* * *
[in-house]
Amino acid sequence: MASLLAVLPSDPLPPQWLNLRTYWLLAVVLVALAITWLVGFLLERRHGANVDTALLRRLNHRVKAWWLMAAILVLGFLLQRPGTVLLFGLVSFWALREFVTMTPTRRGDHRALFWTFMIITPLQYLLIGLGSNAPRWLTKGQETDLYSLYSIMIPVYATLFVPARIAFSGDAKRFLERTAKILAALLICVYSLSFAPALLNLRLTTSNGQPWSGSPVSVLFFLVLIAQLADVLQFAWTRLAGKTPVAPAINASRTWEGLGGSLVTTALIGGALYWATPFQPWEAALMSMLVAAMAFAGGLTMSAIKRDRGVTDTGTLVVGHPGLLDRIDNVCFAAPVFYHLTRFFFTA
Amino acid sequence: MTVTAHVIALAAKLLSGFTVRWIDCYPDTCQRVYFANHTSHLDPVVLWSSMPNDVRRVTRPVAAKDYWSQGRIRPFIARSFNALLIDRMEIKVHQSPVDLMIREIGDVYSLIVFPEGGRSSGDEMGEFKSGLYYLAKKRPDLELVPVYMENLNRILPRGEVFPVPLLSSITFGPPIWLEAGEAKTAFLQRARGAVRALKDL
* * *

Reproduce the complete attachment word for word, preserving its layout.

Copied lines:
[in-house]
Amino acid sequence: MASLLAVLPSDPLPPQWLNLRTYWLLAVVLVALAITWLVGFLLERRHGANVDTALLRRLNHRVKAWWLMAAILVLGFLLQRPGTVLLFGLVSFWALREFVTMTPTRRGDHRALFWTFMIITPLQYLLIGLGSNAPRWLTKGQETDLYSLYSIMIPVYATLFVPARIAFSGDAKRFLERTAKILAALLICVYSLSFAPALLNLRLTTSNGQPWSGSPVSVLFFLVLIAQLADVLQFAWTRLAGKTPVAPAINASRTWEGLGGSLVTTALIGGALYWATPFQPWEAALMSMLVAAMAFAGGLTMSAIKRDRGVTDTGTLVVGHPGLLDRIDNVCFAAPVFYHLTRFFFTA
Amino acid sequence: MTVTAHVIALAAKLLSGFTVRWIDCYPDTCQRVYFANHTSHLDPVVLWSSMPNDVRRVTRPVAAKDYWSQGRIRPFIARSFNALLIDRMEIKVHQSPVDLMIREIGDVYSLIVFPEGGRSSGDEMGEFKSGLYYLAKKRPDLELVPVYMENLNRILPRGEVFPVPLLSSITFGPPIWLEAGEAKTAFLQRARGAVRALKDL